Use this if you are using igraph from R
alpha_centrality
calculates the alpha centrality of some (or all)
vertices in a graph.
alpha_centrality(graph, nodes = V(graph), alpha = 1, loops = FALSE, exo = 1, weights = NULL, tol = 1e07, sparse = TRUE)
graph 
The input graph, can be directed or undirected 
nodes 
Vertex sequence, the vertices for which the alpha centrality values are returned. (For technical reasons they will be calculated for all vertices, anyway.) 
alpha 
Parameter specifying the relative importance of endogenous versus exogenous factors in the determination of centrality. See details below. 
loops 
Whether to eliminate loop edges from the graph before the calculation. 
exo 
The exogenous factors, in most cases this is either a constant – the same factor for every node, or a vector giving the factor for every vertex. Note that too long vectors will be truncated and too short vectors will be replicated to match the number of vertices. 
weights 
A character scalar that gives the name of the edge attribute
to use in the adjacency matrix. If it is 
tol 
Tolerance for nearsingularities during matrix inversion, see

sparse 
Logical scalar, whether to use sparse matrices for the calculation. The ‘Matrix’ package is required for sparse matrix support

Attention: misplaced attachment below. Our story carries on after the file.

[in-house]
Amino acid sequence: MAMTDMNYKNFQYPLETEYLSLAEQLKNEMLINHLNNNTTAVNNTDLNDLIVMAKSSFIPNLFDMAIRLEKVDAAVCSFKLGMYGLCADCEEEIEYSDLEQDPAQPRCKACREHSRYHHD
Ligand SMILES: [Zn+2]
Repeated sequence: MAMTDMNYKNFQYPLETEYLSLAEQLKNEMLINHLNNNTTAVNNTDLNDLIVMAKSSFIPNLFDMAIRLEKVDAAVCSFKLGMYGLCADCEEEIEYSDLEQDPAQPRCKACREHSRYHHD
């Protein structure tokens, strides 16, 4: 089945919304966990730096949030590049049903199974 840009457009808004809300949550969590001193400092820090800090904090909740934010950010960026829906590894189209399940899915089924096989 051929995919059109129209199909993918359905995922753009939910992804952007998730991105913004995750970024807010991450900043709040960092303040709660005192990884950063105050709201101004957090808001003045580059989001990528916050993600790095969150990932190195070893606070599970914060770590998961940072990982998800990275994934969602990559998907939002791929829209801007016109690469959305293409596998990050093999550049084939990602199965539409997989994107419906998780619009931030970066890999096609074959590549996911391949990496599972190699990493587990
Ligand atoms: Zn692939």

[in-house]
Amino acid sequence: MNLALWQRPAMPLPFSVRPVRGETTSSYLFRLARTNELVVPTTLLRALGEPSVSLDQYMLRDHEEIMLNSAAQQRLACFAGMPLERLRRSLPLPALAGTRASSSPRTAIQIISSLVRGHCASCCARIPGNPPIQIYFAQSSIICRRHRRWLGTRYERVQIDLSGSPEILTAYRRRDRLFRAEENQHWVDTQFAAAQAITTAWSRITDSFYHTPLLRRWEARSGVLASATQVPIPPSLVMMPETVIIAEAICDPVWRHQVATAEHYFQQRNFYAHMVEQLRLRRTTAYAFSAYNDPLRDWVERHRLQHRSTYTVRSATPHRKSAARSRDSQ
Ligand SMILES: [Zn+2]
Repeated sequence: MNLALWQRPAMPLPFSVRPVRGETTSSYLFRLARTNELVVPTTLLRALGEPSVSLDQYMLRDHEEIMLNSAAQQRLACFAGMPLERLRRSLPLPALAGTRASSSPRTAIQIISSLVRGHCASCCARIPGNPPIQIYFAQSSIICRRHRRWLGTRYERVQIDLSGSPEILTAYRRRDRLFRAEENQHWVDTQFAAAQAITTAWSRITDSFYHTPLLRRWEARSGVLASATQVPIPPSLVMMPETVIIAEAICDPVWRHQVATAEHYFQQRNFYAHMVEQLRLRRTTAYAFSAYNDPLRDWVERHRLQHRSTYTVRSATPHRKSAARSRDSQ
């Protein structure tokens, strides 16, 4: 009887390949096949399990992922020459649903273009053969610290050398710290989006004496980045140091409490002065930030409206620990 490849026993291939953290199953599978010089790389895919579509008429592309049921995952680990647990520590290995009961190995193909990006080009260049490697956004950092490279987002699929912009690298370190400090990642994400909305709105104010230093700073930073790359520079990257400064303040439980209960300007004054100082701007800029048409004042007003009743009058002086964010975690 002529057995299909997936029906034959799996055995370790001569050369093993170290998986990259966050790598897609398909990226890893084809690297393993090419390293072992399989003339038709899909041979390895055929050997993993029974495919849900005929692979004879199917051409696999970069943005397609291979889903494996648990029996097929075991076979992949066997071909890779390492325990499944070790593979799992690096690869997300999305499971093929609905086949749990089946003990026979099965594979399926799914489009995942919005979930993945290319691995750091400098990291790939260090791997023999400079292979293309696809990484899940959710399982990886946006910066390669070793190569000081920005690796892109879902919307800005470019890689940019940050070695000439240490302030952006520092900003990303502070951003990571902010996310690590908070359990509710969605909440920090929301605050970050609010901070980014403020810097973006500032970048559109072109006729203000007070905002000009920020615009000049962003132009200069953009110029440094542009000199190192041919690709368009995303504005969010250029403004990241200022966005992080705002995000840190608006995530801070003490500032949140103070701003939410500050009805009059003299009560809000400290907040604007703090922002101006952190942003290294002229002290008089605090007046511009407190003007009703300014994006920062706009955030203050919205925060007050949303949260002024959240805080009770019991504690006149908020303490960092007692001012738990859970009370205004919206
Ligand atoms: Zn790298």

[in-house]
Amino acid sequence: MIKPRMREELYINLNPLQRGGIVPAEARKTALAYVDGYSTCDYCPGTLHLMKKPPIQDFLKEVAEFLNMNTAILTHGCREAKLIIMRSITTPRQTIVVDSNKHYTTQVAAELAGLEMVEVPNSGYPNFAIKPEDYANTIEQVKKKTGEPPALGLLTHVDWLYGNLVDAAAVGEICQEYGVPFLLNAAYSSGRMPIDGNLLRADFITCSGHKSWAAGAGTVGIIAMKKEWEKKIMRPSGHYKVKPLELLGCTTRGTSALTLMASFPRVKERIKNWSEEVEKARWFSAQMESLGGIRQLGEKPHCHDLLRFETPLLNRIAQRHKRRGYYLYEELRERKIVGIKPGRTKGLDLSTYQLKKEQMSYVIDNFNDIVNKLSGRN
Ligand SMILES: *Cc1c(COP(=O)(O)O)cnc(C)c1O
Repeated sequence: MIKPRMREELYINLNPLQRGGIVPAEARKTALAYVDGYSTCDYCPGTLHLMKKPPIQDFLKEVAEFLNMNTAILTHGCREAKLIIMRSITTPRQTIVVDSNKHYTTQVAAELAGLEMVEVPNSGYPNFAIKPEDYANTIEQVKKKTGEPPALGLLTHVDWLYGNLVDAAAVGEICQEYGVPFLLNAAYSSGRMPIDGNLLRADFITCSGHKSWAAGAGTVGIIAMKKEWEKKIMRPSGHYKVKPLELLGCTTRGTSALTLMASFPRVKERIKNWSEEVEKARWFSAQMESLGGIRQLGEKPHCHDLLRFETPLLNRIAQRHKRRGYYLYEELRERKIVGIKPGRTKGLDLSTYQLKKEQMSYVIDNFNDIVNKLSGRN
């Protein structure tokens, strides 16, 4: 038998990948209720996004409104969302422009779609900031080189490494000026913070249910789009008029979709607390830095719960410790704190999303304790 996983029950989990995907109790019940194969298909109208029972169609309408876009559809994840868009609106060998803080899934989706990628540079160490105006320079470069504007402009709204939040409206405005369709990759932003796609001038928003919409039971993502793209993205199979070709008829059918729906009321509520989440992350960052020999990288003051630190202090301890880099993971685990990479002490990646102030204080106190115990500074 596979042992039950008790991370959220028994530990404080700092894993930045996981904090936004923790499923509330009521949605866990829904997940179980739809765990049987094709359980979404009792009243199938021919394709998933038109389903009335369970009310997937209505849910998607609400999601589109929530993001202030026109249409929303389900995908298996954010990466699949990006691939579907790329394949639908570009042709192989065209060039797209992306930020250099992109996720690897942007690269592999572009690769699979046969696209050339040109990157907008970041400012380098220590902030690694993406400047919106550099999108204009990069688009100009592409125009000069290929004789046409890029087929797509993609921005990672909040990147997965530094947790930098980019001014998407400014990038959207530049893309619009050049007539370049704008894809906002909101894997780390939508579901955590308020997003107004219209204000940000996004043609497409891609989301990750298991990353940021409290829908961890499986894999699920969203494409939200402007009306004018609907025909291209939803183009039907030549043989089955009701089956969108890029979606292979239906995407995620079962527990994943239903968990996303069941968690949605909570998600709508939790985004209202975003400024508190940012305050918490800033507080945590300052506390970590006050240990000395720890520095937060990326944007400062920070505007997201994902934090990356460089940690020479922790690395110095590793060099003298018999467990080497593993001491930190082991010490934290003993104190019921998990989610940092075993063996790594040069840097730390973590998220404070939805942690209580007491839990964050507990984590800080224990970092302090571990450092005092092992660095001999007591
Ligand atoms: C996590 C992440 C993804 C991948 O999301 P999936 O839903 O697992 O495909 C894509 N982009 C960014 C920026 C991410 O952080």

The alpha centrality measure can be considered as a generalization of eigenvector centerality to directed graphs. It was proposed by Bonacich in 2001 (see reference below).
The alpha centrality of the vertices in a graph is defined as the solution of the following matrix equation:
x=alpha t(A)x+e,
where A is the (not neccessarily symmetric) adjacency matrix of the graph, e is the vector of exogenous sources of status of the vertices and alpha is the relative importance of the endogenous versus exogenous factors.
A numeric vector contaning the centrality scores for the selected vertices.
Singular adjacency matrices cause problems for this algorithm, the routine may fail is certain cases.
Gabor Csardi csardi.gabor@gmail.com
Bonacich, P. and Lloyd, P. (2001). “Eigenvectorlike measures of centrality for asymmetric relations” Social Networks, 23, 191201.
eigen_centrality
and power_centrality
# The examples from Bonacich's paper g.1 < graph( c(1,3,2,3,3,4,4,5) ) g.2 < graph( c(2,1,3,1,4,1,5,1) ) g.3 < graph( c(1,2,2,3,3,4,4,1,5,1) ) alpha_centrality(g.1) alpha_centrality(g.2) alpha_centrality(g.3,alpha=0.5)